4. ^ Leo, Jon (December 5, 2012). "Soul Sacrifice out March 2013 in Japan". GameSpot. CBS Interactive. Retrieved March 17, 2018.
  5. ^ Games Latest News staff (April 12, 2013). "Soul Sacrifice Demo Out Next Week". Games Latest News. Retrieved April 12, 2013.
  6. ^ a b "Soul Sacrifice for PlayStation Vita Reviews". Metacritic. CBS Interactive. Retrieved June 16, 2013.
  7. ^ Sterling, Jim (April 30, 2013). "Review: Soul Sacrifice". Destructoid. Enthusiast Gaming. Retrieved June 16, 2013.
  8. ^ Holzworth, Chris (April 30, 2013). "EGM Review: Soul Sacrifice". EGMNow. EGM Media LLC. Archived from the original on June 30, 2013. Retrieved March 18, 2018. Cite uses deprecated parameter |deadurl= (help)
  9. ^ Edwards, Matt (April 30, 2013). "Soul Sacrifice review". Eurogamer. Gamer Network. Retrieved June 16, 2013.
  10. ^ a b Romano, Sal (February 26, 2013). "Famitsu Review Scores: Issue 1263". Gematsu.
  11. ^ Oestreicher, Jason (May 1, 2013). "Soul Sacrifice: Trading Your Time For Tedium". Game Informer. GameStop. Retrieved June 16, 2013.
  12. ^ Peterson, Blake (May 6, 2013). "Soul Sacrifice Review". Game Revolution. CraveOnline. Retrieved March 18, 2018.
  13. ^ Brown, Peter. "Soul Sacrifice Review". GameSpot. CBS Interactive. Retrieved March 17, 2018.
  14. ^ "Soul Sacrifice". GamesTM. No. 136. Future plc. July 2013. p. 104.
  15. ^ Damiani, Michael (April 30, 2013). "Soul Sacrifice Review". GameTrailers. Viacom. Archived from the original on July 5, 2013. Retrieved March 17, 2018. Cite uses deprecated parameter |deadurl= (help)
  16. ^ Splechta, Mike (April 30, 2013). "Review: Surrender all your free time to Soul Sacrifice". GameZone. Archived from the original on May 3, 2013. Retrieved March 18, 2018. Cite uses deprecated parameter |deadurl= (help)
  17. ^ Moriarty, Colin (April 30, 2013). "Soul Sacrifice Review". IGN. Ziff Davis. Retrieved June 16, 2013.
  18. ^ Kietzmann, Ludwig (May 1, 2013). "Soul Sacrifice review: Escapism encapsulated". Engadget (Joystiq). Oath Inc. Retrieved March 18, 2018.
  19. ^ White, Sam (April 30, 2013). "Soul Sacrifice PS Vita Review – It's a (killer) kind of magic but what makes Keiji Inafune's take on Monster Hunter a hit?". PlayStation Official Magazine – UK. Future plc. Archived from the original on May 3, 2013. Retrieved March 17, 2018. Cite uses deprecated parameter |deadurl= (help)
  20. ^ McWhertor, Michael (April 30, 2013). "Soul Sacrifice review: book of revelations". Polygon. Vox Media. Retrieved March 18, 2018.
  21. ^ a b Martin, Liam (April 30, 2013). "'Soul Sacrifice' review (PS Vita): Deep, engaging dark fantasy". Digital Spy. Hearst Communications. Retrieved March 18, 2018.
  22. ^ a b Clouse, Justin (April 30, 2013). "Soul Sacrifice Review - Power Has a Cost". The Escapist. Defy Media. Retrieved March 18, 2018.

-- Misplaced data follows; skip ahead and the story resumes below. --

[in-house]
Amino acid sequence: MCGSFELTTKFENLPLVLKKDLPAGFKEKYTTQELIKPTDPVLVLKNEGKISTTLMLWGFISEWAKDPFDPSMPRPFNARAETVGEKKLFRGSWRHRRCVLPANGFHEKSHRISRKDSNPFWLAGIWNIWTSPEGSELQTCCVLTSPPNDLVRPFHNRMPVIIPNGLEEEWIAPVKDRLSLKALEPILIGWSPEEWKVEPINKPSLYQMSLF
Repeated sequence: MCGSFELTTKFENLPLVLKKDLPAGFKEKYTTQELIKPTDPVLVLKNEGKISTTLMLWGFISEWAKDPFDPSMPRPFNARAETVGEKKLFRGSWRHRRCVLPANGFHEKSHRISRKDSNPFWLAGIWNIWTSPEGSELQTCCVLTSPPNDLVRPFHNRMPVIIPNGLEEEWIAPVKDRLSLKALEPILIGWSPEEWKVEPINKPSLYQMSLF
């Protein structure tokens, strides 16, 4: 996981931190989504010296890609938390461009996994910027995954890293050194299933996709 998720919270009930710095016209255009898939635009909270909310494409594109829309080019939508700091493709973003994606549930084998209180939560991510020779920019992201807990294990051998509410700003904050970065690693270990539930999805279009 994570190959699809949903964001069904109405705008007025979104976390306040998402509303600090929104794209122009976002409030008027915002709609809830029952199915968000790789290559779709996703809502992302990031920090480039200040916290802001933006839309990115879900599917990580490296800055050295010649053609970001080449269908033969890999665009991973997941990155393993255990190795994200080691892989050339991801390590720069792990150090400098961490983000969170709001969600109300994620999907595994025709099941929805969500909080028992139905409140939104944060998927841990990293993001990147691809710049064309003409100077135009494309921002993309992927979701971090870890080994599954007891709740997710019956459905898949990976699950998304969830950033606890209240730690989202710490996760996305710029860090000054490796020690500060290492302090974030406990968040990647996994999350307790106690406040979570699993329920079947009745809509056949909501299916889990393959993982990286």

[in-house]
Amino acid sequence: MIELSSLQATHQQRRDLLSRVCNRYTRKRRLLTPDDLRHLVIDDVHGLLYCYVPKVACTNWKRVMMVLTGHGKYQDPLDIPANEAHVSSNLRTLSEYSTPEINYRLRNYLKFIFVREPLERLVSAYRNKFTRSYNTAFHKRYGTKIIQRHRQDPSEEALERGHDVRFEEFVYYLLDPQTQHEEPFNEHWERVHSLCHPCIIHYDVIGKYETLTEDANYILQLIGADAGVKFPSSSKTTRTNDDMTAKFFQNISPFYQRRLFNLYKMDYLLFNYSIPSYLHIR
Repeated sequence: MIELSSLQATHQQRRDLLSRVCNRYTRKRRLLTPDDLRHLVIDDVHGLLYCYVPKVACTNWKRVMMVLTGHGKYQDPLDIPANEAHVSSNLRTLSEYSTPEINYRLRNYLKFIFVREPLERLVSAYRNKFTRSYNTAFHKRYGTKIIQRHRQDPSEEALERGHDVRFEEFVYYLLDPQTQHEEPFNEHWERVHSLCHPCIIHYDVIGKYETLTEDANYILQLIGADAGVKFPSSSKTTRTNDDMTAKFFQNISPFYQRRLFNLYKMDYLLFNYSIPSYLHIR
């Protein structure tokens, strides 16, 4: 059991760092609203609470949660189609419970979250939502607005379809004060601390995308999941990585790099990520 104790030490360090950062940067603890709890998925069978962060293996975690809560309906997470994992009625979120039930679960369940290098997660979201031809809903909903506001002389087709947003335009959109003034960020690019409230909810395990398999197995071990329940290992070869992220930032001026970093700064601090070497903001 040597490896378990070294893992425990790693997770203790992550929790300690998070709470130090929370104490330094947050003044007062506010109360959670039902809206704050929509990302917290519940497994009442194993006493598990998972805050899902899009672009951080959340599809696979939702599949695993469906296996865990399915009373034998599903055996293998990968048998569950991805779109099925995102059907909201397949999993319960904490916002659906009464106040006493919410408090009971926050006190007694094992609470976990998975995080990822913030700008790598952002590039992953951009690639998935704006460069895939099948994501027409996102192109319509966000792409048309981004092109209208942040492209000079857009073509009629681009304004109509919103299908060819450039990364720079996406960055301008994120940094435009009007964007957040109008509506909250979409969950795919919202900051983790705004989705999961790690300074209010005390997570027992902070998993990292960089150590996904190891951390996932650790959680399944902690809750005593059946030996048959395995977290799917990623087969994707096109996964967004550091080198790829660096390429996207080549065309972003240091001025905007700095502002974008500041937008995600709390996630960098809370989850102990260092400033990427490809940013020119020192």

23. ^ Kain, Erik (April 30, 2013). "'Soul Sacrifice' Review (PS Vita)". Forbes. Forbes Media. Retrieved June 16, 2013.
  24. ^ Vandergaag, Chris (May 22, 2013). "'Soul Sacrifice' a must-buy for Vita owners". Toronto Sun. Postmedia Network. Retrieved March 18, 2018.
  25. ^ Larck, Adam (May 7, 2013). "Soul Sacrifice (Vita) Review". 411Mania. Archived from the original on May 10, 2013. Retrieved March 17, 2018. Cite uses deprecated parameter |deadurl= (help)
  26. ^ Lechevallier, Mike (May 5, 2013). "Soul Sacrifice". Slant Magazine. Slant Magazine LLC. Retrieved March 18, 2018.
  27. ^ Brown, Lewis (May 23, 2013). "Soul Sacrifice Review". The Digital Fix. Poisonous Monkey. Archived from the original on July 19, 2013. Retrieved March 18, 2018. Cite uses deprecated parameter |deadurl= (help)
  28. ^ Edge staff (April 30, 2013). "Soul Sacrifice review". Edge. Future plc. Archived from the original on May 5, 2013. Retrieved March 17, 2018. Cite uses deprecated parameter |deadurl= (help)
  29. ^ Romano, Sal (March 13, 2013). "Media Create Sales: 3/4/13 – 3/10/13". Gematsu.
  30. ^ Nunneley, Stephany (March 13, 2013). "Project Diva F, Soul Sacrifice and Vita dominate Media Create charts". VG247. videogaming247 Ltd. Retrieved January 27, 2014.
  31. ^ 2013年にPS Storeで販売されたゲームの人気ランキングを各部門ごとに発表します!, PlayStation Japan
  32. ^ a b "Soul Sacrifice Delta for PlayStation Vita Reviews". Metacritic. CBS Interactive. Retrieved March 17, 2018.
  33. ^ a b Romano, Sal (February 25, 2014). "Famitsu Review Scores: Issue 1317". Gematsu.
  34. ^ Bischoff, Daniel R. (May 29, 2014). "Soul Sacrifice: Delta Review". Game Revolution. CraveOnline. Retrieved March 18, 2018.
  35. ^ "Soul Sacrifice Delta". GamesTM. No. 150. Future plc. August 2014. p. 122.
  36. ^ Splechta, Mike (May 12, 2014). "Soul Sacrifice Delta Review: Sorcerer's Apprentice". GameZone. Archived from the original on December 20, 2014. Retrieved March 18, 2018. Cite uses deprecated parameter |deadurl= (help)
  37. ^ Moriarty, Colin (April 24, 2013). "A Soul Sacrifice Sequel For Vita? 'Talks Are Ongoing'". IGN. Ziff Davis. Retrieved January 27, 2014.
  38. ^ "SOUL SACRIFICE DELTA - プレイステーション® オフィシャルサイト". PlayStation Japan. Retrieved January 27, 2014.
  39. ^ Romano, Sal (April 14, 2014). "Freedom Wars, Soul Sacrifice Delta, and Oreshika: Tainted Bloodlines coming to North America and Europe". Gematsu.
  40. ^ Romano, Sal (March 12, 2014). "Media Create Sales: 3/3/14 – 3/9/14". Gematsu.

External linksEdit